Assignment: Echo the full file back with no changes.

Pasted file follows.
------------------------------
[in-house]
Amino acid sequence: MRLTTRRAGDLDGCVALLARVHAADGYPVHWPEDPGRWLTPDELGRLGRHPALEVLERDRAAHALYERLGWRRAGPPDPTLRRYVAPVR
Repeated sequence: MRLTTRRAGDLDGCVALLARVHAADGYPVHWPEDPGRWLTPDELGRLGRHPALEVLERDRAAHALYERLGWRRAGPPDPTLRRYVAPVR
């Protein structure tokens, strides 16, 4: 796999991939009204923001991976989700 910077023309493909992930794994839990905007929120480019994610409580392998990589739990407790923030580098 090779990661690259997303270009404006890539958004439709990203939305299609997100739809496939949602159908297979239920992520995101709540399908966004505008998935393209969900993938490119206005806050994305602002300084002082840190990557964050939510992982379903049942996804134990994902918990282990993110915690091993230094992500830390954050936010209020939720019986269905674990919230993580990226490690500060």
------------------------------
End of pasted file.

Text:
[in-house]
Amino acid sequence: MRLTTRRAGDLDGCVALLARVHAADGYPVHWPEDPGRWLTPDELGRLGRHPALEVLERDRAAHALYERLGWRRAGPPDPTLRRYVAPVR
Repeated sequence: MRLTTRRAGDLDGCVALLARVHAADGYPVHWPEDPGRWLTPDELGRLGRHPALEVLERDRAAHALYERLGWRRAGPPDPTLRRYVAPVR
């Protein structure tokens, strides 16, 4: 796999991939009204923001991976989700 910077023309493909992930794994839990905007929120480019994610409580392998990589739990407790923030580098 090779990661690259997303270009404006890539958004439709990203939305299609997100739809496939949602159908297979239920992520995101709540399908966004505008998935393209969900993938490119206005806050994305602002300084002082840190990557964050939510992982379903049942996804134990994902918990282990993110915690091993230094992500830390954050936010209020939720019986269905674990919230993580990226490690500060």